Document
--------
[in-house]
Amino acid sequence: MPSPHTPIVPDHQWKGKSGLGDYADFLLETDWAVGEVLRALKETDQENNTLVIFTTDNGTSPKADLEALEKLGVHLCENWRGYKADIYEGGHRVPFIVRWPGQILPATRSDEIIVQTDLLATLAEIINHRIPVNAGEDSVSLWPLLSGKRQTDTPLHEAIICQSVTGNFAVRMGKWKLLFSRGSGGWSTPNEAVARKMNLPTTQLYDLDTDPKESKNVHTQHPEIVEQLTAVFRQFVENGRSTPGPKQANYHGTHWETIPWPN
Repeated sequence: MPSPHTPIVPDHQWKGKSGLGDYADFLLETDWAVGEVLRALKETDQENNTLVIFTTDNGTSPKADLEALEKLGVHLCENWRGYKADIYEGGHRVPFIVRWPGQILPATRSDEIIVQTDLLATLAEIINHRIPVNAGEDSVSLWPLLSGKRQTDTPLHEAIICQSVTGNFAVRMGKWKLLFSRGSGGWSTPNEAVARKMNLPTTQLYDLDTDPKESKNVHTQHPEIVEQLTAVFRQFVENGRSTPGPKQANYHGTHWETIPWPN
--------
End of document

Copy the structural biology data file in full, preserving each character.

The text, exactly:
[in-house]
Amino acid sequence: MPSPHTPIVPDHQWKGKSGLGDYADFLLETDWAVGEVLRALKETDQENNTLVIFTTDNGTSPKADLEALEKLGVHLCENWRGYKADIYEGGHRVPFIVRWPGQILPATRSDEIIVQTDLLATLAEIINHRIPVNAGEDSVSLWPLLSGKRQTDTPLHEAIICQSVTGNFAVRMGKWKLLFSRGSGGWSTPNEAVARKMNLPTTQLYDLDTDPKESKNVHTQHPEIVEQLTAVFRQFVENGRSTPGPKQANYHGTHWETIPWPN
Repeated sequence: MPSPHTPIVPDHQWKGKSGLGDYADFLLETDWAVGEVLRALKETDQENNTLVIFTTDNGTSPKADLEALEKLGVHLCENWRGYKADIYEGGHRVPFIVRWPGQILPATRSDEIIVQTDLLATLAEIINHRIPVNAGEDSVSLWPLLSGKRQTDTPLHEAIICQSVTGNFAVRMGKWKLLFSRGSGGWSTPNEAVARKMNLPTTQLYDLDTDPKESKNVHTQHPEIVEQLTAVFRQFVENGRSTPGPKQANYHGTHWETIPWPN